Docker is software that helps to run 'containers' across many operating systems including Linux, Mac and even Windows. Containers are more lightweight than virtual machines as they do not contain a full operating system, instead containers are packages of software that runs as an isolated process. Using Docker helps to elimiate 'It worked on my machine' issues and speeds up development as there are no complex environents to setup.

Traditional apps are monolithic often having tightly coupled teirs, docker lends itself well to modern application design principals and microservice architectures where a set of microservices communicate through API's.

In early 2017 Docker started to offer two version; The community edition docker-ce and the enterprise edition docker-ee. The information found here relates to the community edition of Docker.




  • Docker Client - CLI tool used to configure Docker.
  • Docker Host - Host operating system running Docker containers.
  • Docker Daemon - Docker server which runs as the deamon dockerd.
  • Docker Image - Read only template used to create a Docker container.
  • Docker Container - Running instance of an image.
  • Docker Registry - Central repository of Docker images.
  • Docker Engine - Combination of Docker daemon, rest api and CLI tool.


Bare Metal

Docker host installed directly on the bare metal server.


Type 1 Hypervisor

Docker host installed on a guest OS on top of a type 1 hypervisor such as KVM or ESXi.


Type 2 Hypervisor

Typical laptop/desktop development machine setup would have the docker host installed on a guest OS on top of a type 2 hypervisor such as Virtualbox or VMWare workstation.



Docker is compatible with many operating systems, the following demonstrates how to install Docker Community Edition on Centos 7 minimal.

# bash
sudo yum remove docker docker-common docker-selinux docker-engine

sudo yum install -y yum-utils device-mapper-persistent-data lvm2

sudo yum-config-manager --add-repo https://download.docker.com/linux/centos/docker-ce.repo

sudo yum install docker-ce

sudo systemctl start docker

sudo systemctl enable docker

There are detailed instructions on the Docker installation method for each platform in the official docs here.


The Docker daemon configuration can be set with flags on the command line, for example; -D for debug mode or defined in the /etc/docker/daemon.json file. The --config-file flag can be used to tell the daemon to use a non default location.

# /etc/docker/daemon.json
  "debug": true,
  "tls": true,
  "tlscert": "/var/docker/server.pem",
  "tlskey": "/var/docker/serverkey.pem",
  "hosts": ["tcp://"]

More info about configuring the Docker daemon can be found in the docs.


Docker images are immutable bundles of software that are hosted in a docker registry. Docker Hub is an example of a docker registry.

Since the docker registry is just an image it's possible to host a private docker registry on a docker host within your security domain.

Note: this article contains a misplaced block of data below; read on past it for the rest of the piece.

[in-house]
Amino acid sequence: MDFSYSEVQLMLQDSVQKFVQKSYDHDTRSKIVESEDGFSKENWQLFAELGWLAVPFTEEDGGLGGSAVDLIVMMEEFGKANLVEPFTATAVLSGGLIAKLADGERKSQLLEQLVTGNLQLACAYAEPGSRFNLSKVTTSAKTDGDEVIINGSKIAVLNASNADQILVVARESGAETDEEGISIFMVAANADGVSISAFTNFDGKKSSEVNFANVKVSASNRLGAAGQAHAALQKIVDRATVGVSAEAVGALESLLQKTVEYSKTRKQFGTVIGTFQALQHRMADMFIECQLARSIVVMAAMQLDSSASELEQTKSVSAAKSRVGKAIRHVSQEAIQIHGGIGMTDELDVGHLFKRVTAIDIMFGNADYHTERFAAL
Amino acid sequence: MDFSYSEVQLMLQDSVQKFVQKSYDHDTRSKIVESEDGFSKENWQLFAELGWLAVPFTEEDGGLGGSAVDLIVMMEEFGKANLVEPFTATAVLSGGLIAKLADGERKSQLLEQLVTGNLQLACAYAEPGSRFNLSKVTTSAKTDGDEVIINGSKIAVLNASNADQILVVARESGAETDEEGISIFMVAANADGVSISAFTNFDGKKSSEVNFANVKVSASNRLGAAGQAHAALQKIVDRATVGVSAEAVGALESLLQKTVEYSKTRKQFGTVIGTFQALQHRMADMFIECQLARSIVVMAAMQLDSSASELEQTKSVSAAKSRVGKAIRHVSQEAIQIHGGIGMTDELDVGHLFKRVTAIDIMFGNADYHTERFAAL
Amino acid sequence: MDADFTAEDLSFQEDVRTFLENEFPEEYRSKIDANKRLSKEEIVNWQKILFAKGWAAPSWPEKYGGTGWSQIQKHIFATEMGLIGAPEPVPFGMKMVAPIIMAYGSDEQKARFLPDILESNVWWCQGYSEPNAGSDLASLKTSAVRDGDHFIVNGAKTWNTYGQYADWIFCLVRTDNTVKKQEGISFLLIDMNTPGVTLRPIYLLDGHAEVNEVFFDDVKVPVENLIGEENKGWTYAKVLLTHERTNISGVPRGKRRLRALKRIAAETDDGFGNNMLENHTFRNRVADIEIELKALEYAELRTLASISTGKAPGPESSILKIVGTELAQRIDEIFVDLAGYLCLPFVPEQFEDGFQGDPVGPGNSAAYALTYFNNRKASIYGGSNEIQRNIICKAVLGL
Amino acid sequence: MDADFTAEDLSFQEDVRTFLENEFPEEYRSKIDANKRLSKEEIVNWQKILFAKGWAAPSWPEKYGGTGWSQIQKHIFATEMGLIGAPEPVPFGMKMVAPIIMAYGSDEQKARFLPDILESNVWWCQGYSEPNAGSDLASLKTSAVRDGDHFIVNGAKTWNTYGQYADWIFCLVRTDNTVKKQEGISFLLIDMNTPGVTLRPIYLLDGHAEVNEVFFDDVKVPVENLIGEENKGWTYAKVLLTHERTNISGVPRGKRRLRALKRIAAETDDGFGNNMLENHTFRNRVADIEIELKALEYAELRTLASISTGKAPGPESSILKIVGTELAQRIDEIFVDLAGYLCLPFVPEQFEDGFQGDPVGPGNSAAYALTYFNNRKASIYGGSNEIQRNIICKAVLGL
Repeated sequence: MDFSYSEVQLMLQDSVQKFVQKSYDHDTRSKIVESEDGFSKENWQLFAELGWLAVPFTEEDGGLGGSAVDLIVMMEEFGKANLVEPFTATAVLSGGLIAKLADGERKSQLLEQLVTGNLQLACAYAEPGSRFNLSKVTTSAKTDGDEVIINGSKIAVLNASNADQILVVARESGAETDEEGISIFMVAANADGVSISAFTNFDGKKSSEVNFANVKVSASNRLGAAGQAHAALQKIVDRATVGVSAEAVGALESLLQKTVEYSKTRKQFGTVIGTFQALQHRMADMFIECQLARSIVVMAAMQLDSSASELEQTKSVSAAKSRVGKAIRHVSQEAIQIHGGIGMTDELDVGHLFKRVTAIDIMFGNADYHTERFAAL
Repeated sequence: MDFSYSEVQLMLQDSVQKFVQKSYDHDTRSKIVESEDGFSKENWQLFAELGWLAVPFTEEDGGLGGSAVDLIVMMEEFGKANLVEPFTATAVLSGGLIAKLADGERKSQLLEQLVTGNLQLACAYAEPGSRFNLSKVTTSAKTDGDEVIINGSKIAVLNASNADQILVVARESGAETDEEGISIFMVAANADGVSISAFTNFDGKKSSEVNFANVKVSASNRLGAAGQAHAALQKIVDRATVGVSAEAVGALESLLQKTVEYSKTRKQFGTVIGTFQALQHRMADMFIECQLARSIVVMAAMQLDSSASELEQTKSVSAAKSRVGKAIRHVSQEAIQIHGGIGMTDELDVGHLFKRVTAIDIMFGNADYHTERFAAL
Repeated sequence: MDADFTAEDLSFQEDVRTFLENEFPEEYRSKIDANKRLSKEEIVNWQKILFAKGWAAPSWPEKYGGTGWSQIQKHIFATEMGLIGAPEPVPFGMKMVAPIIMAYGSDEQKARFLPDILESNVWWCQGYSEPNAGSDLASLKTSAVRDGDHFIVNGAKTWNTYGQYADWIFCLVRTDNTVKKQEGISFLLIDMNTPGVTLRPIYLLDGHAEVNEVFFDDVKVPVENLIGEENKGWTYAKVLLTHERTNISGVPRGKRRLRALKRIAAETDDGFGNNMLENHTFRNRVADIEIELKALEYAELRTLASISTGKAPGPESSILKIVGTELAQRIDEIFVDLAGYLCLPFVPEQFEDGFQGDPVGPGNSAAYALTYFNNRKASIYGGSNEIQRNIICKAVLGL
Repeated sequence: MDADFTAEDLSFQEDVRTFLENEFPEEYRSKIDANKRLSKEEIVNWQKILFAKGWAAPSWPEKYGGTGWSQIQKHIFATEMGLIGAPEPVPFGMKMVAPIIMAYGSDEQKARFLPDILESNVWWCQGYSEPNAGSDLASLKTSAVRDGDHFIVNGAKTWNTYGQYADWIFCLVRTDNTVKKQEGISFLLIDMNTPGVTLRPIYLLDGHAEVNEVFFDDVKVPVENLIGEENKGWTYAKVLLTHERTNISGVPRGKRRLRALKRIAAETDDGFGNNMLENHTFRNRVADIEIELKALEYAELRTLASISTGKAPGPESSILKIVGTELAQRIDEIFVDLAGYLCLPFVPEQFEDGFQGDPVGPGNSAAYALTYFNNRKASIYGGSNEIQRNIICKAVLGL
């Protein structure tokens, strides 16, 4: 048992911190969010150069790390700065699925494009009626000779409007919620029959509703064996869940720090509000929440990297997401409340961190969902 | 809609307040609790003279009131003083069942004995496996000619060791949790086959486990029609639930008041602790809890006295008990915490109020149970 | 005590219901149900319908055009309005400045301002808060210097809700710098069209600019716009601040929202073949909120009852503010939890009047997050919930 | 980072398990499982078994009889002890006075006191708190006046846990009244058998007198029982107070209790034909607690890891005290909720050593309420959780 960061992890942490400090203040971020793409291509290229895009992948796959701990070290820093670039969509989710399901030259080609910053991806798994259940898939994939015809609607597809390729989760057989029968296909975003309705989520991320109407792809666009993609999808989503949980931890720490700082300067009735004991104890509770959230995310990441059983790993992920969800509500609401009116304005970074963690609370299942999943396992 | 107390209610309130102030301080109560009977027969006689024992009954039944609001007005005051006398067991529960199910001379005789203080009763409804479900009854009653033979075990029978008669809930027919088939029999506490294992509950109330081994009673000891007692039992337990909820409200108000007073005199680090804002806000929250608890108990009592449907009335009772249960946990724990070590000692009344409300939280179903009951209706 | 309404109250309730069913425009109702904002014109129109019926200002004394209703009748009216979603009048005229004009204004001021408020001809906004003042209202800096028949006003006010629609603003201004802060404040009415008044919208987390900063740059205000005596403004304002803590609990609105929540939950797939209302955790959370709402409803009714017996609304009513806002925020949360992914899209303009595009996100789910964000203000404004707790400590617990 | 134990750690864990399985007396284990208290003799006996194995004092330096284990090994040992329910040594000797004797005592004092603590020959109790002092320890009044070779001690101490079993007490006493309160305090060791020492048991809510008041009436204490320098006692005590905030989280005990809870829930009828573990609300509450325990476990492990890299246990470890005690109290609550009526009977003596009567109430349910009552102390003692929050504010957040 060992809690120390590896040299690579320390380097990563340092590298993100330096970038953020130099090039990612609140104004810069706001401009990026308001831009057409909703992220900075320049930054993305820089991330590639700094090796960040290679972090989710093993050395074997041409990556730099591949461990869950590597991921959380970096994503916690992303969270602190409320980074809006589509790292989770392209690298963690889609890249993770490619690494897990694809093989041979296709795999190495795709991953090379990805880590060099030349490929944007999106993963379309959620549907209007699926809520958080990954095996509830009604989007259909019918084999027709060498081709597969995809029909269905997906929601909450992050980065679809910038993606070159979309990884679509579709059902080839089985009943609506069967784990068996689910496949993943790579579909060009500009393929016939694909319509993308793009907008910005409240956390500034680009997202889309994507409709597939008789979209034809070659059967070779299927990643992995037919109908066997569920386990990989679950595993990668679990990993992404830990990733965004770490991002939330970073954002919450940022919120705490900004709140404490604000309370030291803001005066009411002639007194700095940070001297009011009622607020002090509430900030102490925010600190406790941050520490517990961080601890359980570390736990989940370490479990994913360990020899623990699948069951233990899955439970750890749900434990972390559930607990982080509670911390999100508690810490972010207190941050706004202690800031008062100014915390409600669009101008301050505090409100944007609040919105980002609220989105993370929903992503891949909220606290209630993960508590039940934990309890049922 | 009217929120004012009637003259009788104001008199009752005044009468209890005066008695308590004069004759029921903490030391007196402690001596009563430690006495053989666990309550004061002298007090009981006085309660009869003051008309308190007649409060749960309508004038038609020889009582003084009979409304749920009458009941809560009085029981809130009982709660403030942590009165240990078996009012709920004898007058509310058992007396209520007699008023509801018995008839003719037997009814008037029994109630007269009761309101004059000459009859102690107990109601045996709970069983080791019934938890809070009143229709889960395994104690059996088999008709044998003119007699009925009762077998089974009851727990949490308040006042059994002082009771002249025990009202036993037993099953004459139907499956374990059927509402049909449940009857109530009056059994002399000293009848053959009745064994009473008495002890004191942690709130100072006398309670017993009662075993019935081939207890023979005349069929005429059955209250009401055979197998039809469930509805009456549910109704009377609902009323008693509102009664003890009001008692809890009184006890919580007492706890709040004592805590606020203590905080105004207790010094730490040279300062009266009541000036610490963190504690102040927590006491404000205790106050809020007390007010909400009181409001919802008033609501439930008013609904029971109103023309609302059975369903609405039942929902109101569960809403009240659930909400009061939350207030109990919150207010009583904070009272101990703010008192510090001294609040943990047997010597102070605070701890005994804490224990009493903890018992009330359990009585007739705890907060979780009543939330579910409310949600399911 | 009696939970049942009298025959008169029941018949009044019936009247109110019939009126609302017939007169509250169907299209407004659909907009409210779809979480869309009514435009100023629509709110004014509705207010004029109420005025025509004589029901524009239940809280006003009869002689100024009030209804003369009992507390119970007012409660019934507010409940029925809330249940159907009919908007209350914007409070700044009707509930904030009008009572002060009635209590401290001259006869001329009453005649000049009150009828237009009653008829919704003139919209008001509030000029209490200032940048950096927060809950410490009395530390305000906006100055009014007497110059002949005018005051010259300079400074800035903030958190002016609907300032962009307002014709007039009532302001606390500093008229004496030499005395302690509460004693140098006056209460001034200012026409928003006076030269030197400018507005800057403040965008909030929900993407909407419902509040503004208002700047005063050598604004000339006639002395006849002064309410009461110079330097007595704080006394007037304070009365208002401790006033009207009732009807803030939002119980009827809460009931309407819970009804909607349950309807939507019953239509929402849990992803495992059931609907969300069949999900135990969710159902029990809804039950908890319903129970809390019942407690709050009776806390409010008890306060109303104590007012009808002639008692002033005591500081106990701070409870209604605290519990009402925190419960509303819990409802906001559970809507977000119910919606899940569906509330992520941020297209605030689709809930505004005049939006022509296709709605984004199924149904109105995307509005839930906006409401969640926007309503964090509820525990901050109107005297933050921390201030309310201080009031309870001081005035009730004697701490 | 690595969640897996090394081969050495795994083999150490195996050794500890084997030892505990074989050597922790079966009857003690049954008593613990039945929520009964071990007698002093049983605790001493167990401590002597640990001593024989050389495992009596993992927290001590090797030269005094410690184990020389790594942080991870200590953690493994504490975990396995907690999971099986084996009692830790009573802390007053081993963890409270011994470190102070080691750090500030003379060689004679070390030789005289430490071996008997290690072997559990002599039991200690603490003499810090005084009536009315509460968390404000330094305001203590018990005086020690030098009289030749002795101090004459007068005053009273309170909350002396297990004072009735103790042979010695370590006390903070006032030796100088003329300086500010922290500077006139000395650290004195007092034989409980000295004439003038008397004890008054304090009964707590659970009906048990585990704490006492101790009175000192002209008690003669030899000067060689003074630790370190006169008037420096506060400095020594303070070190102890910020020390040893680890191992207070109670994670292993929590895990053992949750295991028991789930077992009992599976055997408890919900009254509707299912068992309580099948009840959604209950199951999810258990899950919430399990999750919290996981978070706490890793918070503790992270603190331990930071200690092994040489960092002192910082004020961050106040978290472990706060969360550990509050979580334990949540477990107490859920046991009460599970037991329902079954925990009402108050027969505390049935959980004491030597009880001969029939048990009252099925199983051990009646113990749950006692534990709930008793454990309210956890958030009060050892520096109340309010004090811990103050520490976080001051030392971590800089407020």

The docker image command is used to build, fetch, push etc ... docker images. See the docker image cli reference for more details.


Networks in Docker have many similar concepts to those found in both physical networks such as IP addressing, NAT and DNS. There are a number of categories of networks that can be configured for use with Docker containers which are listed below.

  • Default bridge network - All Docker hosts are configured with the default network bridge.
  • User defined network - Networks defined by the user.
  • Custom network - 3rd party network plugins.

Default Bridge Network

The default bridge is configured when Docker is installed. If a network is not specified when creating a container the container will be attached to the default bridge.

User Defined Network

Docker recommends connecting containers to user defined networks. This allows you to control which containers can communicate to each other and enables DNS resolution of container hostnames to IP addresses.

Custom Networks

If the in-built network types do not meet your requirements you can use a 3rd party network plugin for use with connecting containers.

In the category of user defined networks, Docker provides a few different types of networks out of the box.

Bridge Network

Containers on a bridge networks can communicate with other containers on the same bridge. Bridge networks use source NAT to allow containers to communite with the world outside of the Docker host they reside on.


Inbound connections to a container are not permitted except from containers connected to the same bridge. To allow connections to a container from outside the host/bridge they are connected to a port needs to be published. This will enable a destination NAT and port forwarding from the published port to the container port.


Overlay Network




The docker network command

The docker network command is used to build, edit and destroy docker networks. The synax is as follows; docker network <command>. A usefull list of commands are listed below.

docker container inspect --format ""
  • ls - List all networks
  • inspect - Detailed information about a network
  • create --driver - Use a 3rd party driver
  • connect - Connect a network to a container
  • disconnect - Disconnect a network from a container

See the Docker networking documentation for further details.


Docker storage volumes


Docker comes with a feature packed CLI tools for performing docker tasks.

Docker cli


Docker compose